What's more unusual than an electronic trademark stating that it is closing its online store for Black Friday?

They even ask you to give money for no valid reason (via a CTA button totally opposed to the best practices in terms of email design).

Tracking this campaign was also fun. It turned out that they received a total of $ 71,145 for absolutely nothing. And they even listed the kind of fun things for which they decided to spend that money.

You can read more about this campaign on their website.

Since then, I have been waiting impatiently for their e-mails from Black Friday and I'm never disappointed.

21. Aboriginal

What:
Customer feedback email after purchase

Why:

I received this product satisfaction e-mail a few days after ordering a pair of boots from Native Shoes.

Although this type of email should be an industry standard, few e-commerce sites actually do it, let alone do it the right way.

This email verifies all the most important details:

Highly visible company logo
Customizing the customer name
The name and image of the purchased product
Ability to write the criticism directly in the same email. It's a lot easier than navigating the site.
Detailed exam options: stars, text box and size adjustment. Note that the 5 star option is preselected.
Big call button to the action at the end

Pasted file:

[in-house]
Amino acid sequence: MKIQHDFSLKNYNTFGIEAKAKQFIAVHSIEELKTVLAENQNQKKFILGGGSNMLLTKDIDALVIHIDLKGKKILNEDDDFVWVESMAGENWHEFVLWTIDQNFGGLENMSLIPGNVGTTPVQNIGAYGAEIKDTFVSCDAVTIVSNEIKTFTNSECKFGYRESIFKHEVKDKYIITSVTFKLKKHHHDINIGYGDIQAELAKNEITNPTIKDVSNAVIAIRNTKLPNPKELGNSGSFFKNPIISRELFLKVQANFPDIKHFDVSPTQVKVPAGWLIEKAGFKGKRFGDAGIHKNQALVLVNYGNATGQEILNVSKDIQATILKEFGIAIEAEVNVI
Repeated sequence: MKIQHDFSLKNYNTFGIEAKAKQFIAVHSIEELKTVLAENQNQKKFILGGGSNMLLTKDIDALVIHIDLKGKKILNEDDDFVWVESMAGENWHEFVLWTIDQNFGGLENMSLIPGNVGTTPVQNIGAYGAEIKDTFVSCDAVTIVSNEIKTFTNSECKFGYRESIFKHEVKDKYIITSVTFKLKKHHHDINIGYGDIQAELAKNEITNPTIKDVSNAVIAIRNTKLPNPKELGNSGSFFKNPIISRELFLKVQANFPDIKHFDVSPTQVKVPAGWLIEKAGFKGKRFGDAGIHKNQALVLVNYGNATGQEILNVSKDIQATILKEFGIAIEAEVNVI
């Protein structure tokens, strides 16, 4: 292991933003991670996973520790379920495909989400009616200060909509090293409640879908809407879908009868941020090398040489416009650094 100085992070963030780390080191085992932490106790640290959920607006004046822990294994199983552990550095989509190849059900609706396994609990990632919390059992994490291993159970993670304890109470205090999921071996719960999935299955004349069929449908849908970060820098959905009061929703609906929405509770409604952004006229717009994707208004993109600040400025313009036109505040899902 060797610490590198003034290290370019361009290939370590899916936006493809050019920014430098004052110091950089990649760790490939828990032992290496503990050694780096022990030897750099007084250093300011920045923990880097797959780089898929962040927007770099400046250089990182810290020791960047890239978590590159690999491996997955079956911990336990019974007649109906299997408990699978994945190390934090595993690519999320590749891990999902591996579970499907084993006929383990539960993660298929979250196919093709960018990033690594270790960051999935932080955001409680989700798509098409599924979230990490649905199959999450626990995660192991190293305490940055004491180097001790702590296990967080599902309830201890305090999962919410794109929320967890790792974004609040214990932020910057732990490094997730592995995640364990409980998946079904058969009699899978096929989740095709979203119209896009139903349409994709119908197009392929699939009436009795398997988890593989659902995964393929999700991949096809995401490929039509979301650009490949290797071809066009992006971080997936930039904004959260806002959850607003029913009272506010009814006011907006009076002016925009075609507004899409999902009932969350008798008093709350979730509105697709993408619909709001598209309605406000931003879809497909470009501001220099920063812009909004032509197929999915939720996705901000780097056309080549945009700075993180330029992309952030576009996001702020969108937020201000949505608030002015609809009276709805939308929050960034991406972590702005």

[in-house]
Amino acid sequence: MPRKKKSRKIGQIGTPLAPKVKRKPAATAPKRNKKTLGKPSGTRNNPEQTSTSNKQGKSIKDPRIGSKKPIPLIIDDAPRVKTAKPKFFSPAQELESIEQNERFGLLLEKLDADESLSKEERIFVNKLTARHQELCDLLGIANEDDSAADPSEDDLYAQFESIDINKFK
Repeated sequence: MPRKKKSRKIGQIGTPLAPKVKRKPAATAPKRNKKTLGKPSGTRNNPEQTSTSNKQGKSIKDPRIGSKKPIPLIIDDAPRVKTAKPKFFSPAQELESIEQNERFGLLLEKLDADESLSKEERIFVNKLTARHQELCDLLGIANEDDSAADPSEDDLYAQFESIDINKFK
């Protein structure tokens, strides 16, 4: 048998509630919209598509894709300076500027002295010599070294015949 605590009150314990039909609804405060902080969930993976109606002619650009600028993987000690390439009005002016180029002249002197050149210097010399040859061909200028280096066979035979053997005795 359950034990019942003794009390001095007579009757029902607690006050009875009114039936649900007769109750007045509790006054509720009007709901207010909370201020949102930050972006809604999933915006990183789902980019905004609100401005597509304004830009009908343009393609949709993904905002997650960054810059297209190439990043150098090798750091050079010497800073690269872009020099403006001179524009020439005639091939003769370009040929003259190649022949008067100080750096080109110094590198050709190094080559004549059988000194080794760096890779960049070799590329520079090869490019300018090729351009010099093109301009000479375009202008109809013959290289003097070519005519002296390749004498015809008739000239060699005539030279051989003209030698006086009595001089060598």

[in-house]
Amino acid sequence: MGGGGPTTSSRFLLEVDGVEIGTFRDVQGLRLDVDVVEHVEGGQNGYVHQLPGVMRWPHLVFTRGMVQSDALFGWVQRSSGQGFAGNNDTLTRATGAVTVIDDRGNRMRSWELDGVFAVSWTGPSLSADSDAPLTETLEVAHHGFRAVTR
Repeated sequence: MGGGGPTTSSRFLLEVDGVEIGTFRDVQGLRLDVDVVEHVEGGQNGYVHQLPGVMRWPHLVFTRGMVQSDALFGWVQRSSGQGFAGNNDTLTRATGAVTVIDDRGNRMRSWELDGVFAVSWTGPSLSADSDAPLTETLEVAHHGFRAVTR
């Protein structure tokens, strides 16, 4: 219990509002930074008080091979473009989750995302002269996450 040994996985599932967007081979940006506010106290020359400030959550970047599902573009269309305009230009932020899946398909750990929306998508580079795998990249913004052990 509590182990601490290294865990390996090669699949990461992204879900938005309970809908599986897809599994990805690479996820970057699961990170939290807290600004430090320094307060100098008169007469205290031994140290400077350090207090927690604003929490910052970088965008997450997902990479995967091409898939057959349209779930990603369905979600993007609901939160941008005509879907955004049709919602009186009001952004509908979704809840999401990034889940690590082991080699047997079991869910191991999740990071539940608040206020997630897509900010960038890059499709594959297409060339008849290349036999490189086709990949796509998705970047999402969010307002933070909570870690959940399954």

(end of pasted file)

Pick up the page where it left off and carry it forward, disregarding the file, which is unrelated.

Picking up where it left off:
A touch of humor to make things lighter

From my point of view, it's a great way to gather reviews for ecommerce stores. Maybe the only thing missing in this email is an incentive. Customers would be much more likely to write reviews if they were offered a discount on their next purchase or something similar.

Radu Vrabie, full-stack digital marketing specialist at Guaranteed.software

22. Revolute

What

Promotional Offer of the Black Friday Email Campaign

Why:

Every element of this email campaign says it's something exclusive:

The dark theme of e-mail with very contrasting white fonts.
The pink gold card turning in the GIF.
The call button to pink action eye-catching.

And finally, the copy, which indicates that they do not normally take the Black Friday train, but that more than 9,000 requests from their users can not be ignored by Revolut.

E-mail is extremely simple and very clear – the main benefits are highlighted in a bulleted list, then the monetary value is reformulated just above the CTA button.

This is completely different from their usual newsletters and automated emails.

As a customer, I knew immediately that this offer was special and deserved to be verified.

Marcin Struzik, video manager at GetResponse

23. Reservation

What:

Conversion des utilisateurs ayant recherché un hébergement dans une ville spécifique et n’ayant pas effectué de réservation.

Pourquoi:

Cette campagne de marketing par courriel est un bon exemple pour toute entreprise opérant en ligne.

J'ai reçu cet e-mail car j'ai donné mon accord pour recevoir du contenu marketing et parce qu'un jour, j'étais en train de vérifier de manière informelle des endroits où séjourner à Berlin sur Booking.com.

Je naviguais sans intention d’acheter, mais après avoir été rappelé au voyage, l’idée de le garder ne disparaît pas.

En dehors de cela, cette campagne de courrier électronique est un bon exemple de personnalisation: je pouvais voir mon nom sur la bannière, et ils ne l'ont pas gâté avec Dear [Name]qui a parfois fière allure quand beaucoup d'autres entreprises le font. .

En outre, les dates qui m'intéressaient étaient déjà complétées, ce qui raccourcit également le processus d'achat éventuel.

Bien que certaines personnes puissent trouver cela effrayant – Booking mentionne explicitement qu’elles suivent en ligne les activités des utilisateurs.